Referring now to FIG. 18 there is shown a key assembly 200 having a touch responsive assembly 202 associated therewith. Key assembly 200 includes a base plate 204, a key 206, front rail 208, balance rail 210 and back rail 212. The front rail 208 has a guide pin 214 extending therefrom through an aperture provided in the key. A felt washer 216 is disposed on the top of rail 208. The balance rail 210 also has a felt washer 218 associated therewith and a guide pin 220 extending through an aperture provided in the key 206. The balance rail 210 is effectively the fulcrum for the key 206. The back rail 212 includes a felt pad 222 against which the end of the key 206 rests. At the end of the key adjacent the back rail 212 there may be provided a plurality of lead weights 224 securely disposed in the key and a bumper 226 which contacts the touch-responsive assembly 202 when the key is depressed at its righthand end as viewed in FIG. 18. The touch-responsive assembly includes a supporting block 230 fixedly supported from baseplate 204, and includes a pair of screws 232 for attaching the plurality of touch-responsive devices to the support 230. Each of the touch-responsive devices included in assembly 202 may be identical to the one as shown in FIG. 15.
Referring now to FIG. 19 there is shown another embodiment of a touch-responsive system for use in a polyphonic musical instrument or music synthesizer. This embodiment is somewhat similar to the one shown in FIG. 9. In FIG. 19 there is shown circuitry associated with three keys of a keyboard. Because the circuitry associated with each key is similar only the circuitry associated with key I need be discussed in detail herein.
The system comprises a tone generator which may be a complex wave tone generator having a wave form W. It is noted in FIG. 19 that the period of the wave form W is different for each key. The touch-responsive assembly in FIG. 19 for key I is represented by three blocks referred to as the filter section 240, control voltage section 242 and vibrato attenuator section 244. Each of these sections may be of the type shown in FIG. 15.
The output of the tone generator couples to filter section 240 and also to voltage controlled amplifier 248. The output of filter section 240 couples by way of combining circuitry 250 to audio processing means 252 and in turn to output speaker 254 in a manner similar to that discussed previously with reference to FIG. 9. The output of the voltage controlled amplifier also couples to combining circuitry 250. Amplifier 248 is controlled from control voltage section 242 and has a delay circuit 256 associated therewith. This delay circuit provides a delaying time constant output when the key is released. The output of control voltage section 242 may also be used for other functions such as vibrato or growl. The input to the control voltage section 242 is provided from a typical battery 260 which couples to the control voltage sections associated with each key.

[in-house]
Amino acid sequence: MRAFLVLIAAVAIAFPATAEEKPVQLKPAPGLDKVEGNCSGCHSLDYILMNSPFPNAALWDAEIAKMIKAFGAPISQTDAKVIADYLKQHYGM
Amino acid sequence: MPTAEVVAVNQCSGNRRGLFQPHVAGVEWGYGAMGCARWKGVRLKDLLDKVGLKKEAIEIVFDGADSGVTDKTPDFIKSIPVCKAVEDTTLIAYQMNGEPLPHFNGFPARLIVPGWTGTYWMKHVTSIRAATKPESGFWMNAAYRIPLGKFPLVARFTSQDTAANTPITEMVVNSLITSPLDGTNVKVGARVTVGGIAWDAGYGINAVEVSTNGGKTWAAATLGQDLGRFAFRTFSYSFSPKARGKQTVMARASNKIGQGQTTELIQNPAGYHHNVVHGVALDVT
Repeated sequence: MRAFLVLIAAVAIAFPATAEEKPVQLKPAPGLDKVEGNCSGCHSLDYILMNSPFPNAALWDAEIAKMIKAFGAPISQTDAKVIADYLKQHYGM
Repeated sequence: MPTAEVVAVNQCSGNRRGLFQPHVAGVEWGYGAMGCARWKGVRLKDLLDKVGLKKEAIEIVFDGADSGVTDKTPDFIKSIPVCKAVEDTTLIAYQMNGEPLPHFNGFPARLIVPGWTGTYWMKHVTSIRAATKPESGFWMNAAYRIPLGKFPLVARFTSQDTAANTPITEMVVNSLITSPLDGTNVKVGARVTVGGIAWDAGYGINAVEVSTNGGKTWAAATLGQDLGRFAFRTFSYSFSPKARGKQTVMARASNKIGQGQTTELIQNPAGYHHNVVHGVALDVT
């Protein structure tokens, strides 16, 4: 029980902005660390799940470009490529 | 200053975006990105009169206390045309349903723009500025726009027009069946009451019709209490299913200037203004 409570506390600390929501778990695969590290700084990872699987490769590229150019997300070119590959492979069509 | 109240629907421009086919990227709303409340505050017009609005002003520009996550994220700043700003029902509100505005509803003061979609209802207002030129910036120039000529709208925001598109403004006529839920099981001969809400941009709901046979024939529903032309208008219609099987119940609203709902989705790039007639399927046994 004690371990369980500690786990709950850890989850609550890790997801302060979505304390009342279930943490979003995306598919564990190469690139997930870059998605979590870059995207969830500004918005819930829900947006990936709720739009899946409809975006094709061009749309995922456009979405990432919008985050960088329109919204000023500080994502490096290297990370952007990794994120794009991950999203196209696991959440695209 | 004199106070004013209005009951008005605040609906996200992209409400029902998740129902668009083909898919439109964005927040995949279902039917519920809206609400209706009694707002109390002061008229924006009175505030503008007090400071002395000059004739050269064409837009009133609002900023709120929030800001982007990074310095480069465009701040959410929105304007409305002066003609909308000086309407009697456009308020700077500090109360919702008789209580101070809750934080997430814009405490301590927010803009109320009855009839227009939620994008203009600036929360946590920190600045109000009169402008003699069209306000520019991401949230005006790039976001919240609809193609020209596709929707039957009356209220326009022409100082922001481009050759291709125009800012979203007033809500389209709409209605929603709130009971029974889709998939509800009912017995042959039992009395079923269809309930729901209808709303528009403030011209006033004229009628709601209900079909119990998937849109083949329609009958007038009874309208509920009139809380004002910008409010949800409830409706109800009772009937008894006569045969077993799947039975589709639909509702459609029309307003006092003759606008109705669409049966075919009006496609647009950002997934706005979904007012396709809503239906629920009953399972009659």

FIG. 19 also shows a vibrato attenuator section 244 which has an input couple from vibrator generator 262. Generator 262 also couples to the sections 244 associated with the other keys of the system. The output from the attenuator section 244 couples to the tone generator associated with that key for providing the vibrato effect.
FIG. 20 shows another embodiment for the touch-responsive assembly as shown in FIG. 18. In this embodiment, the stack 192 of devices is secured to a supporting block 195 by means of screws 196 and 197. A lower fixed plate 194 is also secured to block 195 by means of screws 196 and 197 and has a contacting bump 193 fixed to the end thereof. With the arrangement shown in FIG. 20 the stack 192 is deflected towards the bump 193 for causing touch-responsive action to the different touch-responsive devices comprising the stack. FIG. 21 shows the stack 192 in its compressed condition touching the bump 193.
Since certain changes may be made in the above apparatus without departing from the scope of the invention herein involved, it is intended that all matter contained in the above description or shown in the accompanying drawing shall be interpreted in an illustrative and not in a limiting sense.
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|EP0143181A2 *||Aug 9, 1984||Jun 5, 1985||Matth. Hohner AG||Key arrangement in an electronic musical instrument|
|EP0206284A2 *||Jun 20, 1986||Dec 30, 1986||Charles Monte||Percussive action silent electronic keyboard|
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|U.S. Classification||84/690, 84/DIG.9, 84/DIG.7, 341/34, 333/174, 984/320, 84/720|
|Cooperative Classification||G10H1/0556, Y10S84/09, Y10S84/07|
|Sep 1, 1981||AS||Assignment|
Owner name: CBS INC., 51 WEST 52ND ST., NEW YORK, N.Y. 10019 A
Free format text: ASSIGNMENT OF ASSIGNORS INTEREST.;ASSIGNOR:SIDNEY PARLOW, TRUSTEE IN BANKRUPTCY OF ARP INSTRUMENTS,INC.,;REEL/FRAME:003903/0660
Effective date: 19810831
|Mar 22, 1985||AS||Assignment|
Owner name: FENDER MUSICAL INSTRUMENTS CORPOATION, 1300 EAST V
Free format text: ASSIGNMENT OF ASSIGNORS INTEREST.;ASSIGNOR:CBS INC., A CORP. OF NEW YORK;REEL/FRAME:004377/0970
Effective date: 19850311
|Apr 29, 1985||AS||Assignment|
Owner name: FOOTHILL CAPITAL CORPORATION, A CORP. OF CA, CALIF
Free format text: SECURITY INTEREST;ASSIGNOR:FENDER MUSICAL INSTRUMENTS CORPORATION A CORP OF DE;REEL/FRAME:004391/0460
Effective date: 19850311
|May 12, 1987||AS||Assignment|
Owner name: FENDER MUSICAL INSTRUMENTS CORPORATION
Free format text: ASSIGNOR AND ASSIGNEE HEREBY MUTUALLY AGREE SAID AGREEMENT DATED APRIL 29, 1985 REEL 4391 FRAME 460-499 AND REEL 495 FRAME 001-40 IS VOID;ASSIGNOR:FOOTHILL CAPITAL CORPORATION;REEL/FRAME:004689/0012
Effective date: 19861218
Owner name: FENDER MUSICAL INSTRUMENTS CORPORATION,CALIFORNIA
Free format text: ASSIGNOR AND ASSIGNEE HEREBY MUTUALLY AGREE SAID AGREEMENT DATED APRIL 29, 1985 REEL 4391 FRAME 460-499 AND REEL 495 FRAME 001-40 IS VOID;ASSIGNOR:FOOTHILL CAPITAL CORPORATION;REEL/FRAME:004689/0012
Effective date: 19861218
|Mar 16, 1989||AS||Assignment|
Owner name: FENDER MUSICAL INSTRUMENTS CORPORATION, CALIFORNIA
Free format text: RELEASED BY SECURED PARTY;ASSIGNOR:FOOTHILL CAPITAL CORPORATION;REEL/FRAME:005075/0517
Effective date: 19881215